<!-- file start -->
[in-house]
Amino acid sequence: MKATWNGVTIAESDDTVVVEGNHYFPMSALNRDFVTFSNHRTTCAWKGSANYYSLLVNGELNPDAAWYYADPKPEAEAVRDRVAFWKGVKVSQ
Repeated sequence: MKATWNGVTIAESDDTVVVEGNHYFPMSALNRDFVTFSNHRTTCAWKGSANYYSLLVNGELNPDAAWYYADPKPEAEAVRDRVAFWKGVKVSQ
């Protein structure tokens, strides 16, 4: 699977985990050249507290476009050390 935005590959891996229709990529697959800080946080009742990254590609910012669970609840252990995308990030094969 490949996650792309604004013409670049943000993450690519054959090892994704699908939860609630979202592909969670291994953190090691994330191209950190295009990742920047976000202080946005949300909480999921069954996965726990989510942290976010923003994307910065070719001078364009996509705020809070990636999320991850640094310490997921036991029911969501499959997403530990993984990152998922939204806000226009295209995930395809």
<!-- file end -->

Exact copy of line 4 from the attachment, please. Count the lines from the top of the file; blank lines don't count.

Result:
């Protein structure tokens, strides 16, 4: 699977985990050249507290476009050390 935005590959891996229709990529697959800080946080009742990254590609910012669970609840252990995308990030094969 490949996650792309604004013409670049943000993450690519054959090892994704699908939860609630979202592909969670291994953190090691994330191209950190295009990742920047976000202080946005949300909480999921069954996965726990989510942290976010923003994307910065070719001078364009996509705020809070990636999320991850640094310490997921036991029911969501499959997403530990993984990152998922939204806000226009295209995930395809």